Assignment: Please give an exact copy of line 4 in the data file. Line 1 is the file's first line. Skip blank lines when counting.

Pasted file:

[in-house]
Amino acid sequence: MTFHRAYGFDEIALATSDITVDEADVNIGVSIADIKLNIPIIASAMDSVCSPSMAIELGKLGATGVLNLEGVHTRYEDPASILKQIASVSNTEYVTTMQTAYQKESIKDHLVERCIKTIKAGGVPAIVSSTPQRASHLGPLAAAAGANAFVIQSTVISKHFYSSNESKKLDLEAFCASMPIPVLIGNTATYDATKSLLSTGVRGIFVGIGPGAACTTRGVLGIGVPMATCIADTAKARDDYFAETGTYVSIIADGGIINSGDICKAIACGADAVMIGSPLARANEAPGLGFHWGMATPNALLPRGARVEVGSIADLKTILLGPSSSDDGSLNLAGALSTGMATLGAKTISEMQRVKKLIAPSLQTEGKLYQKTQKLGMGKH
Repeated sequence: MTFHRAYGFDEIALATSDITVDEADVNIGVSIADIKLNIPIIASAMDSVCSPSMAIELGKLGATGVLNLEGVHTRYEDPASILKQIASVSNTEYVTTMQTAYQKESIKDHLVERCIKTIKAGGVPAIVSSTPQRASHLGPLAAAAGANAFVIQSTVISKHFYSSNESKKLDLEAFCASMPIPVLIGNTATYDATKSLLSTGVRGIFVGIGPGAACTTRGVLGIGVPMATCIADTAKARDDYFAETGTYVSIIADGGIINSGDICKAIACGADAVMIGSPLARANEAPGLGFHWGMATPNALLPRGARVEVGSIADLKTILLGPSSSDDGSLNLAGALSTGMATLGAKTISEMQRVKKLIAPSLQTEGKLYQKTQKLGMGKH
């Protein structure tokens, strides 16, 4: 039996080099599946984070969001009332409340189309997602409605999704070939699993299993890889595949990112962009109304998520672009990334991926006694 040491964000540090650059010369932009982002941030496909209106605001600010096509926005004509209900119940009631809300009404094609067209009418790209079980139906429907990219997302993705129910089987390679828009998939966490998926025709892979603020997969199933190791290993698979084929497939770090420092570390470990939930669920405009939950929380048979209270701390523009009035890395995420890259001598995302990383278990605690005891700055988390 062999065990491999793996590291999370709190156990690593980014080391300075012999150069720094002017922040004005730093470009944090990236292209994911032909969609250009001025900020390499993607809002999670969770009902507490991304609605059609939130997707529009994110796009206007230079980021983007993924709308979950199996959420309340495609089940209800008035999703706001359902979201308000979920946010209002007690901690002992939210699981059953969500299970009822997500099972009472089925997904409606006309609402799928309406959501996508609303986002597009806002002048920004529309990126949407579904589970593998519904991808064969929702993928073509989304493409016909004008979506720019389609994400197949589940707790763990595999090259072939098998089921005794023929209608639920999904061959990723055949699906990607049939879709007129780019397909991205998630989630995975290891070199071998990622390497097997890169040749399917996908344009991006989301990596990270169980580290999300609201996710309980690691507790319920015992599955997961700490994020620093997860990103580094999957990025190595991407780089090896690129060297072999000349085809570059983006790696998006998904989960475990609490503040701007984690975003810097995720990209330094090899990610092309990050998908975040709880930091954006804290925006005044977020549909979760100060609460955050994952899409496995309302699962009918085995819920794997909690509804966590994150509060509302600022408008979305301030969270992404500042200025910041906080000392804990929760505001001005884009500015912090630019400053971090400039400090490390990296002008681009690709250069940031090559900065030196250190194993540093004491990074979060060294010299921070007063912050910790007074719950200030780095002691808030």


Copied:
């Protein structure tokens, strides 16, 4: 039996080099599946984070969001009332409340189309997602409605999704070939699993299993890889595949990112962009109304998520672009990334991926006694 040491964000540090650059010369932009982002941030496909209106605001600010096509926005004509209900119940009631809300009404094609067209009418790209079980139906429907990219997302993705129910089987390679828009998939966490998926025709892979603020997969199933190791290993698979084929497939770090420092570390470990939930669920405009939950929380048979209270701390523009009035890395995420890259001598995302990383278990605690005891700055988390 062999065990491999793996590291999370709190156990690593980014080391300075012999150069720094002017922040004005730093470009944090990236292209994911032909969609250009001025900020390499993607809002999670969770009902507490991304609605059609939130997707529009994110796009206007230079980021983007993924709308979950199996959420309340495609089940209800008035999703706001359902979201308000979920946010209002007690901690002992939210699981059953969500299970009822997500099972009472089925997904409606006309609402799928309406959501996508609303986002597009806002002048920004529309990126949407579904589970593998519904991808064969929702993928073509989304493409016909004008979506720019389609994400197949589940707790763990595999090259072939098998089921005794023929209608639920999904061959990723055949699906990607049939879709007129780019397909991205998630989630995975290891070199071998990622390497097997890169040749399917996908344009991006989301990596990270169980580290999300609201996710309980690691507790319920015992599955997961700490994020620093997860990103580094999957990025190595991407780089090896690129060297072999000349085809570059983006790696998006998904989960475990609490503040701007984690975003810097995720990209330094090899990610092309990050998908975040709880930091954006804290925006005044977020549909979760100060609460955050994952899409496995309302699962009918085995819920794997909690509804966590994150509060509302600022408008979305301030969270992404500042200025910041906080000392804990929760505001001005884009500015912090630019400053971090400039400090490390990296002008681009690709250069940031090559900065030196250190194993540093004491990074979060060294010299921070007063912050910790007074719950200030780095002691808030």